When I was invited to edit They, I couldn’t quite figure out where to begin. There was a quick email sent to my address book requesting submissions but then I stopped. I didn’t know what I was doing because my life had only been a series of mediations not selections. How do you begin when you want to help everyone at once? You publish what feels right and then you get organized.
The first publication for They is three poems by Conyer Clayton–again, I couldn’t just select one and five seemed like too many, though I easily could have selected ten. Maybe these poems will make you feel uncomfortable as you remember an underage screwdriver you drank too fast in a friend’s garage, and maybe they ask you to just stay with that feeling for a little bit longer. At least long enough to say, Fuck, I’m Glad I’m Here. These poems touch on identity and how one defines it at that strange intersection of youth and adulthood in your early-20’s. What do you let go? And how do you decide what is worthy to keep? Does that four week fling change you? And when do you say, Yes, Okay, This Is Me?
Come back next Wednesday for another round from another voice to help you get through the week.
something in your backpack
Just say a word, just say
anything. I’ve complimented your sneakers,
an invitation to ask my name
while we mutually freckle
and eavesdrop on those middle age assholes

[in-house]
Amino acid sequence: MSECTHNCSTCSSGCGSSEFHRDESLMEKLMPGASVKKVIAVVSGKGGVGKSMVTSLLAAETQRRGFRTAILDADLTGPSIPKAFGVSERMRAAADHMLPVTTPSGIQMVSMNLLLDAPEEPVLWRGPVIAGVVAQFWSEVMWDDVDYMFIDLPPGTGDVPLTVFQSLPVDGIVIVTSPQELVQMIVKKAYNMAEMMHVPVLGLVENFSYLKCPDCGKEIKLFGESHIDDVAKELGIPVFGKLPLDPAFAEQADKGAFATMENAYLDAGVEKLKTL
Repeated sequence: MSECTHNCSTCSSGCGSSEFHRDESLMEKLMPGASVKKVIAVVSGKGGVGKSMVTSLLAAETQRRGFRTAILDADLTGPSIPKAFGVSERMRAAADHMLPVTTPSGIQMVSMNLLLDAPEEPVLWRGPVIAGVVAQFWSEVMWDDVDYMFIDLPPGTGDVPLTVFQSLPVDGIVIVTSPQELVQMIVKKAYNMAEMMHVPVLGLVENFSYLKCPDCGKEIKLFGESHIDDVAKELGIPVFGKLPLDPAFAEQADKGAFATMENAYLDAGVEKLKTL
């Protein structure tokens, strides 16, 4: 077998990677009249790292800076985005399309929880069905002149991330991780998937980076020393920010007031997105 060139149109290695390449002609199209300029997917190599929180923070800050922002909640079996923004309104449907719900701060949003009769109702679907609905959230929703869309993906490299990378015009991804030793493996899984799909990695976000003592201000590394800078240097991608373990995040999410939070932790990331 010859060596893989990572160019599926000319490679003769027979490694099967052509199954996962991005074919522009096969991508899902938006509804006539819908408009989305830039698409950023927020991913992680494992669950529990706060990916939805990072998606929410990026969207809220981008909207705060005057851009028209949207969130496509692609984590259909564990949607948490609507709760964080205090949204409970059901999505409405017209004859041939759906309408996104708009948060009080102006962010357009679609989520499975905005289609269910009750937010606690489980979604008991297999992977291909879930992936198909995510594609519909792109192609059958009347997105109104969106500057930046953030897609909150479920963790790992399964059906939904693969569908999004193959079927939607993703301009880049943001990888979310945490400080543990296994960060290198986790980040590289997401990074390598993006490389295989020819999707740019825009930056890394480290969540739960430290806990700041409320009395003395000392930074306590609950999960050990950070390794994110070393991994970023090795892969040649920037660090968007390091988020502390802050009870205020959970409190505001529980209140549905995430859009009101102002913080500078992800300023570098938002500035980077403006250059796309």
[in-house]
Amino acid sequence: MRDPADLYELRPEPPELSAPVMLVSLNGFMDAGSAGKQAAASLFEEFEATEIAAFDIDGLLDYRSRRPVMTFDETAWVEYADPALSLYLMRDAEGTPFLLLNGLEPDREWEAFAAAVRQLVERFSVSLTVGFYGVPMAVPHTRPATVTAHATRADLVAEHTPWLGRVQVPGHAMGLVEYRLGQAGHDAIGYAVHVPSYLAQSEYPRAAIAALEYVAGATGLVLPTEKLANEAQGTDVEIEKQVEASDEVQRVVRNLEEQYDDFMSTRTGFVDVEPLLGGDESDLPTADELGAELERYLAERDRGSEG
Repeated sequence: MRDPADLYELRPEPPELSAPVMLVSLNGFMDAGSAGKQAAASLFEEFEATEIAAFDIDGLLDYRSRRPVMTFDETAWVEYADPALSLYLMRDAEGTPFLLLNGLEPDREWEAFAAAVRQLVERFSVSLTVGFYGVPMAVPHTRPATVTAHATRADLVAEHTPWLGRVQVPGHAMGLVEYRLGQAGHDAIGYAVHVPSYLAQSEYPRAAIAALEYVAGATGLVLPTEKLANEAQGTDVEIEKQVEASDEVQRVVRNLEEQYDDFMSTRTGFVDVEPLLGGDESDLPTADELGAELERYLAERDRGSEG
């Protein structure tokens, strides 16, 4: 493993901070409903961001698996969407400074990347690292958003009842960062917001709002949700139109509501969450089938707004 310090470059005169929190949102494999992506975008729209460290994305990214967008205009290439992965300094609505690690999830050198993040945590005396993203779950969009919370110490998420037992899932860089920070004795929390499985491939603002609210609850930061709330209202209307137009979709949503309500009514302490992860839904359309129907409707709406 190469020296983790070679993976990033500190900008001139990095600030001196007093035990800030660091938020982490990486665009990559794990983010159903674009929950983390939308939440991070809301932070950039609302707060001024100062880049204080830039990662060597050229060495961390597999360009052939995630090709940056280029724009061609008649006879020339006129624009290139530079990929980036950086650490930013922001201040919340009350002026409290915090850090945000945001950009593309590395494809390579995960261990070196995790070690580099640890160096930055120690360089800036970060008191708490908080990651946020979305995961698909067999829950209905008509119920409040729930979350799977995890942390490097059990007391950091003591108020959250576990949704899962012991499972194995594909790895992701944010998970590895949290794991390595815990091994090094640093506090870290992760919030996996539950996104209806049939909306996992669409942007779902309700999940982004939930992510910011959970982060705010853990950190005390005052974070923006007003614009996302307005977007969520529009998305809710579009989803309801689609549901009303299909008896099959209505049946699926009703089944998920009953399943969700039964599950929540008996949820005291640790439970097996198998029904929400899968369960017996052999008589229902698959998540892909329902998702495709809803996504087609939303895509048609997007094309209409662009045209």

who still believe
in the power of the president,
discussing the average IQ, she must be a genius
improving with age, her brain’s prime
at nine, with nothing left to grow into, nothing
left for men to discuss over newspapers.
An engine idles in loss.
We hide rebels under wood, and beware
of tales, watermelon trees rooted in bile.
Who can tell if we’re crying or praying.
We turn our faces into the sun. There’s nothing
left to look at, so I recreate a face print in the mud,
clear crumbs from my bed sheets,
and never buy crackers again.
It’s ineffective. The glare
makes it obvious. Fold your hands.
Swallow the seeds. Feel death,
but in this way: poured
over firmly potted orchids.
Your grandfather’s none too fond you know. He continues to bristle over maps and plans, placing a finger on your mother’s lips, her golden teeth, capped in liquor and diamonds. Once the money is made we’ll rest, soft shoe to a lawn chair and scoff at the service. After the money’s made we’ll stay sober at dinner and dirty a stove top. Yes, after the money’s made I’ll apologize, make amends for thin branches chosen and suggestions made too soon. But only after the money, yes the money must be made and saved, trusted to expensive fabric and flour, green ink soothing the scars between your eyes. After the money we’ll stop, realize the reason for music.
Conyer Clayton is a poet born in Louisville, Kentucky, who currently enjoys her Canadian permanent residency in Ottawa. When she isn’t busy coaching gymnastics by day, she attempts to make use of her Master’s degree in English from the University of Louisville. Her poetry is forthcoming in Transom and NILVX, and has been published in Causeway Lit, Fishfood Magazine, PACE, The Tau Literary Journal, China Grove, Mochila Review, and the Snail Mail Review. She won poetry prizes from Metroversity in 2012 and 2013. You can find news about her poetic endeavors on facebook.com/ConyerClayton.